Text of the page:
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Dredging Operations

With their increased size, ships need improved navigation channels to enter and leave ports efficiently, quickly, and safely. Few rivers or harbors are naturally deep. Underwater excavation is called dredging. After the initial excavation needed to establish a channel, dredging must be done periodically to keep it clear and safe for navigation. This is called maintenance dredging. Once sediments are dredged from the waterway, they are called dredged material.

Without dredging, many harbors and ports would be impassable to passenger liners and cargo ships. Periodic maintenance dredging as well as occasional enlarging and deepening of navigation channels is essential to accommodate commercial and recreational vessels. Consumer product prices stay low when ships can transport their goods directly into the port.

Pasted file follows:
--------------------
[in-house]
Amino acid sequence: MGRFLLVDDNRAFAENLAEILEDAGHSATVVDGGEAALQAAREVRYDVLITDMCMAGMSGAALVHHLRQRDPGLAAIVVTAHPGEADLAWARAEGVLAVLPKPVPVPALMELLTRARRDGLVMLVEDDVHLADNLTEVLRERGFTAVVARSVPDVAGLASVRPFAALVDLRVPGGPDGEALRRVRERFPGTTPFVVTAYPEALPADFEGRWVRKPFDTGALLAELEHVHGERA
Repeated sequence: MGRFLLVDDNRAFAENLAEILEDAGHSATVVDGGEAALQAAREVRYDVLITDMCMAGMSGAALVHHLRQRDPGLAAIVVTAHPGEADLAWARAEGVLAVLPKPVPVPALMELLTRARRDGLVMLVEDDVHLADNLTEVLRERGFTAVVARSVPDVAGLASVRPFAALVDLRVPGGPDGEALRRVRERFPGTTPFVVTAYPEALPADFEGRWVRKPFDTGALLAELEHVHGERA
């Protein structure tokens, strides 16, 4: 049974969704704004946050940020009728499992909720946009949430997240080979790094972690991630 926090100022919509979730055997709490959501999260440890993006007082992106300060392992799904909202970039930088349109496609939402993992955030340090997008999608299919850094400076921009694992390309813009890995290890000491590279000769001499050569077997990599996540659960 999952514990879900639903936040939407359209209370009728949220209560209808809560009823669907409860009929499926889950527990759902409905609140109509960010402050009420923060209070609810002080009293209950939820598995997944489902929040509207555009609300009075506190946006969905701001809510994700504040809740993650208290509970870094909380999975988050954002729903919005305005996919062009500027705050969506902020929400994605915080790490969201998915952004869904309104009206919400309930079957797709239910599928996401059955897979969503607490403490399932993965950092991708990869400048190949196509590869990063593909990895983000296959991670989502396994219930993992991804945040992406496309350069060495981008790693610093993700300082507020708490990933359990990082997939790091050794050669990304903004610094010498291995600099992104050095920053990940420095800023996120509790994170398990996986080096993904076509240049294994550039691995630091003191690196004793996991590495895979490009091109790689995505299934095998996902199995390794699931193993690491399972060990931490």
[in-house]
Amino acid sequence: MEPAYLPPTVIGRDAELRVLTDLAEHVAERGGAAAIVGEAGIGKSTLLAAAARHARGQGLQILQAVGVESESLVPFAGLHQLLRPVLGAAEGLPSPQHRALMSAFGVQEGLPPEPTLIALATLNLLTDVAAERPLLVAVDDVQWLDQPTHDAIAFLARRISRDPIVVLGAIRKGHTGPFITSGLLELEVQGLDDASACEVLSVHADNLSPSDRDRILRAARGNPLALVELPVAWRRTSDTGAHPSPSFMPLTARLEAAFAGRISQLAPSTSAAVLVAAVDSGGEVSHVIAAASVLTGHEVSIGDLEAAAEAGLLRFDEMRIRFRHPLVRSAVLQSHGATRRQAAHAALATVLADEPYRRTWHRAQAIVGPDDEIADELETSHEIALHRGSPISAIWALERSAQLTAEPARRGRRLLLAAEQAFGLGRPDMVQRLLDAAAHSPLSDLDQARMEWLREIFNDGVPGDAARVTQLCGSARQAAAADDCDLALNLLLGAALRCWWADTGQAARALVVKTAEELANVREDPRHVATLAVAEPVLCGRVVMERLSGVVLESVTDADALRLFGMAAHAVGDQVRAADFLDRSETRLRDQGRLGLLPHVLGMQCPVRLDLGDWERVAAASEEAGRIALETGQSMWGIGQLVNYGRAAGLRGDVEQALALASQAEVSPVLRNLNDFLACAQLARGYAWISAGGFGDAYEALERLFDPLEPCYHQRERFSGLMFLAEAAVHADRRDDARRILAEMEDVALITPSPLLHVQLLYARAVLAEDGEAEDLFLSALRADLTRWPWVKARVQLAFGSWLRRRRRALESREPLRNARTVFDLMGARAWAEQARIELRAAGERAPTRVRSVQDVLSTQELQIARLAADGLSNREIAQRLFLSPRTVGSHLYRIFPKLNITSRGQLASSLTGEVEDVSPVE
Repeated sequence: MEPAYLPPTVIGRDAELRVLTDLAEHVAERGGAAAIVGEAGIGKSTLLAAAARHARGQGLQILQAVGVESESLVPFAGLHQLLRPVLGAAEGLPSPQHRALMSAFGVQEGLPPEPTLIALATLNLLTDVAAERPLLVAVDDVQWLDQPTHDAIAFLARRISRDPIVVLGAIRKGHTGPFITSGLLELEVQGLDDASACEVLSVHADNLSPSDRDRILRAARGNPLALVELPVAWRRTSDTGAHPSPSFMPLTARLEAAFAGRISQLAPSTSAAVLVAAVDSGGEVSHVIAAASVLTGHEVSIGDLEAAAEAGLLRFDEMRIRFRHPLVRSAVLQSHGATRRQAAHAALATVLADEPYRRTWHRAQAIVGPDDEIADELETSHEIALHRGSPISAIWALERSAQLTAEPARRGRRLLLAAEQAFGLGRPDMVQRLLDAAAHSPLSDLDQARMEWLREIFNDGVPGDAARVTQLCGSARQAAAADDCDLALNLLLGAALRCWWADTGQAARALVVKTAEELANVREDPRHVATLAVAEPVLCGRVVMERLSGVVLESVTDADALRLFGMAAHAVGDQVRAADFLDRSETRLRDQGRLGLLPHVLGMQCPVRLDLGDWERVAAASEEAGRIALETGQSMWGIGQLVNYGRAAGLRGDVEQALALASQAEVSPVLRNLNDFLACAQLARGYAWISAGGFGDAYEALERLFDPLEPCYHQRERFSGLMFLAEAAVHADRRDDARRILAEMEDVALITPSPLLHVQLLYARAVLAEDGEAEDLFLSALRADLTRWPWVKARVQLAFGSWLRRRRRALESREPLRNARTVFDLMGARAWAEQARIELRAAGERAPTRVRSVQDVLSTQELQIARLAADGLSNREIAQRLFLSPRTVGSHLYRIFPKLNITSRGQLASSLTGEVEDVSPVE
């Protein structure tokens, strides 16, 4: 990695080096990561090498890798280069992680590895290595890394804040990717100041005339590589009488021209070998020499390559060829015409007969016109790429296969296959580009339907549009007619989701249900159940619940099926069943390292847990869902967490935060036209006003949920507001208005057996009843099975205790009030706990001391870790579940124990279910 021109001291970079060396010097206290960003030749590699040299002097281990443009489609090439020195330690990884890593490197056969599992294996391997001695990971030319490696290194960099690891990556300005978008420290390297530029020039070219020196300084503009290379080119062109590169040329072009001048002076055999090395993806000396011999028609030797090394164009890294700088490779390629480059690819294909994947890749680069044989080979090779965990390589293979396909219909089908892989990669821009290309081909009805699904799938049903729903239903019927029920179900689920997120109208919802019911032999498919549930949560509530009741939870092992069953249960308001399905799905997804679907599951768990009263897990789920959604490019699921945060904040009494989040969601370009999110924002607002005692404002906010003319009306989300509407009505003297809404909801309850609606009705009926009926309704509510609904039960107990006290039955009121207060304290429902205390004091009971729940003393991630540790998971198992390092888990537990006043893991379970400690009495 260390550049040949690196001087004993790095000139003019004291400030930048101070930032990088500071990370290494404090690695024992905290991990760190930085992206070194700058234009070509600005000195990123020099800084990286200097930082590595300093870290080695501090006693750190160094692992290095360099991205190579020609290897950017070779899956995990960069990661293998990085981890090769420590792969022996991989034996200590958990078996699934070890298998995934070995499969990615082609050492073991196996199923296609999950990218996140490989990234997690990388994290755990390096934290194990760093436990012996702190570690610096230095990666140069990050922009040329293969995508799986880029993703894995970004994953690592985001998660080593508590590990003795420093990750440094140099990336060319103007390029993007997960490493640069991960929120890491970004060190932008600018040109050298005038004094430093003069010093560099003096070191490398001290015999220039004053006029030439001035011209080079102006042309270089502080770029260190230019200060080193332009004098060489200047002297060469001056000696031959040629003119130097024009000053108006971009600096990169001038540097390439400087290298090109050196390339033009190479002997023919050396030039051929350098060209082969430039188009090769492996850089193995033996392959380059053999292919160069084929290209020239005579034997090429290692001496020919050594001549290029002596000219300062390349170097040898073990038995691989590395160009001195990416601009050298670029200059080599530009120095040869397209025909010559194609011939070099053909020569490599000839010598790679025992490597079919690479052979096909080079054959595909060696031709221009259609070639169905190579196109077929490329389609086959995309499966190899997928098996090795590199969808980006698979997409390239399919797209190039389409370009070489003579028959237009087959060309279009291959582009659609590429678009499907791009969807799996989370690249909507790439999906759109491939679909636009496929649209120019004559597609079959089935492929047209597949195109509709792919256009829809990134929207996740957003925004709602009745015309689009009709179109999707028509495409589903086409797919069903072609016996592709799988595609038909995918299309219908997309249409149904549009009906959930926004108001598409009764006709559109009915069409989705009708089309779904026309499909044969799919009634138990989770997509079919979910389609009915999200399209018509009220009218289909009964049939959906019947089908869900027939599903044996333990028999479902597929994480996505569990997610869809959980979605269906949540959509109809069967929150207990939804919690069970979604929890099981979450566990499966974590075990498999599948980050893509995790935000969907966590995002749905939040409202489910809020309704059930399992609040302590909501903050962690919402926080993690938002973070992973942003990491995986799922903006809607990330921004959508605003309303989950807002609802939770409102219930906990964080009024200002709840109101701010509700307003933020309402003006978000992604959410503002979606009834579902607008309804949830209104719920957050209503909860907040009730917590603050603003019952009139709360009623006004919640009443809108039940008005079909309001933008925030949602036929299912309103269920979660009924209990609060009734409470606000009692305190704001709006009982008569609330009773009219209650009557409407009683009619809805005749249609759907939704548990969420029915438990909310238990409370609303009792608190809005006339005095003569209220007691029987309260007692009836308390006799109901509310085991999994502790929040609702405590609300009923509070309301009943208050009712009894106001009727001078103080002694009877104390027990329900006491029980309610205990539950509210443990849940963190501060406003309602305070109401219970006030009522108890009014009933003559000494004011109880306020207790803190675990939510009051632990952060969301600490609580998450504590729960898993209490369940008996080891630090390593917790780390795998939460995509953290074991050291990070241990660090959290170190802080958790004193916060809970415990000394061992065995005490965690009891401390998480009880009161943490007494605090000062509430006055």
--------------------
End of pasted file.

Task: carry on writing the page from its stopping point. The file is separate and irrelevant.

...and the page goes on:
Construction of new navigation channels involves removal of materials previously undisturbed. Maintenance dredging operations involve the repetitive removal of naturally recurring deposited bottom sediment such as sand, silt, and clays in an existing navigation channel.

More than 400 ports and 25,000 miles of navigation channels are dredged throughout the United States to keep traffic operating efficiently.

The U.S. Army Corps of Engineers, Mobile District, conducts dredging operations at various locations on the district's waterways for maintenance and other purposes throughout the year.

Before heading out on your next trip on one of the district's waterways check the latest dredging schedule in the related links menu on this page so that you can plan around these operations.